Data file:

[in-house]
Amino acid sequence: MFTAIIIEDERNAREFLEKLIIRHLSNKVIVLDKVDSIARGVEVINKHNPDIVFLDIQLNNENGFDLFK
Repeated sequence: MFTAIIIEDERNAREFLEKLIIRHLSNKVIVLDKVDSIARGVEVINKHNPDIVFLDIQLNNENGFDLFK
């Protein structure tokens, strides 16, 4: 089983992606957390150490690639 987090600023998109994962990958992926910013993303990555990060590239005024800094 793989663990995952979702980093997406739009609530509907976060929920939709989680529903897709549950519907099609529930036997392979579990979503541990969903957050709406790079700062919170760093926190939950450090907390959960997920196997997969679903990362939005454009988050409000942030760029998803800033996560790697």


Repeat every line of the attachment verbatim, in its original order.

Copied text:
[in-house]
Amino acid sequence: MFTAIIIEDERNAREFLEKLIIRHLSNKVIVLDKVDSIARGVEVINKHNPDIVFLDIQLNNENGFDLFK
Repeated sequence: MFTAIIIEDERNAREFLEKLIIRHLSNKVIVLDKVDSIARGVEVINKHNPDIVFLDIQLNNENGFDLFK
């Protein structure tokens, strides 16, 4: 089983992606957390150490690639 987090600023998109994962990958992926910013993303990555990060590239005024800094 793989663990995952979702980093997406739009609530509907976060929920939709989680529903897709549950519907099609529930036997392979579990979503541990969903957050709406790079700062919170760093926190939950450090907390959960997920196997997969679903990362939005454009988050409000942030760029998803800033996560790697």